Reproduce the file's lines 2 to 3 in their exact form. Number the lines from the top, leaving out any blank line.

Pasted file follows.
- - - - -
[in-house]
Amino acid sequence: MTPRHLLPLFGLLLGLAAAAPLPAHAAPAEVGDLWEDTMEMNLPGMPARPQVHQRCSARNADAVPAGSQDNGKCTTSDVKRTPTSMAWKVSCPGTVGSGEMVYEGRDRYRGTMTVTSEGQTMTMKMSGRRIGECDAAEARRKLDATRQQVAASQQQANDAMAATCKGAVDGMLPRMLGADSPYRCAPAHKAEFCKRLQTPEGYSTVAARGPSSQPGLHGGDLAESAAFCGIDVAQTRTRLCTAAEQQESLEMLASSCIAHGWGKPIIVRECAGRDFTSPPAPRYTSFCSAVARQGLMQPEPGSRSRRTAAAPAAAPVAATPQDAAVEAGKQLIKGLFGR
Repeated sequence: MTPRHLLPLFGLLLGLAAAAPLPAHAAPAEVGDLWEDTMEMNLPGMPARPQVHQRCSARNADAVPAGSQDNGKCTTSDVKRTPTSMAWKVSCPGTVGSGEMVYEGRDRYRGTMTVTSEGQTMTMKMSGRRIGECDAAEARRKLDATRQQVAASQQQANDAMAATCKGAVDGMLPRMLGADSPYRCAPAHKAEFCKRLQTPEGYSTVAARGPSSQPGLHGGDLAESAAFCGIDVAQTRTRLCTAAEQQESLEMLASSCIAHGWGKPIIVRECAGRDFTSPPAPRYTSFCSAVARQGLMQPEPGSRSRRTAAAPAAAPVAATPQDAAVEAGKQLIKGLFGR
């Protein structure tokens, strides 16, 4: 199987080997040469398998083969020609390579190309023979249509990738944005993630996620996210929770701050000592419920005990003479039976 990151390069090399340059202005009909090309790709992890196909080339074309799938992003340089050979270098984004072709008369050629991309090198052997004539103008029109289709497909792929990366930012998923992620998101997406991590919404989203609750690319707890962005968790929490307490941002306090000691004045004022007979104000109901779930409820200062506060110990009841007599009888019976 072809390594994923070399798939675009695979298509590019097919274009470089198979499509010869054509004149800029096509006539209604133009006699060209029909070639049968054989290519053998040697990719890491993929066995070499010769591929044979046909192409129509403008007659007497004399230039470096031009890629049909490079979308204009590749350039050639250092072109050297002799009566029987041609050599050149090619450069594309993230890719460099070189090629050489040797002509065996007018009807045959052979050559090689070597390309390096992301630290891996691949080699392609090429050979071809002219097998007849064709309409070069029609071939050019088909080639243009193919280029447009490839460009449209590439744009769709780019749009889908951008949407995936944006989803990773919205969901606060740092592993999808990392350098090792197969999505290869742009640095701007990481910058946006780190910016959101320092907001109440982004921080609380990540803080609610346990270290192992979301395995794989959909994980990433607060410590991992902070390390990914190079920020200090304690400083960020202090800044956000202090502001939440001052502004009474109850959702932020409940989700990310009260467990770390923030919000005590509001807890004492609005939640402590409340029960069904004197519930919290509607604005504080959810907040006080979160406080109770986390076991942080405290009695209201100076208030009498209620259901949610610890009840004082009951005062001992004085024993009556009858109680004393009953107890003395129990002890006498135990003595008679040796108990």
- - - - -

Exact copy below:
Amino acid sequence: MTPRHLLPLFGLLLGLAAAAPLPAHAAPAEVGDLWEDTMEMNLPGMPARPQVHQRCSARNADAVPAGSQDNGKCTTSDVKRTPTSMAWKVSCPGTVGSGEMVYEGRDRYRGTMTVTSEGQTMTMKMSGRRIGECDAAEARRKLDATRQQVAASQQQANDAMAATCKGAVDGMLPRMLGADSPYRCAPAHKAEFCKRLQTPEGYSTVAARGPSSQPGLHGGDLAESAAFCGIDVAQTRTRLCTAAEQQESLEMLASSCIAHGWGKPIIVRECAGRDFTSPPAPRYTSFCSAVARQGLMQPEPGSRSRRTAAAPAAAPVAATPQDAAVEAGKQLIKGLFGR
Repeated sequence: MTPRHLLPLFGLLLGLAAAAPLPAHAAPAEVGDLWEDTMEMNLPGMPARPQVHQRCSARNADAVPAGSQDNGKCTTSDVKRTPTSMAWKVSCPGTVGSGEMVYEGRDRYRGTMTVTSEGQTMTMKMSGRRIGECDAAEARRKLDATRQQVAASQQQANDAMAATCKGAVDGMLPRMLGADSPYRCAPAHKAEFCKRLQTPEGYSTVAARGPSSQPGLHGGDLAESAAFCGIDVAQTRTRLCTAAEQQESLEMLASSCIAHGWGKPIIVRECAGRDFTSPPAPRYTSFCSAVARQGLMQPEPGSRSRRTAAAPAAAPVAATPQDAAVEAGKQLIKGLFGR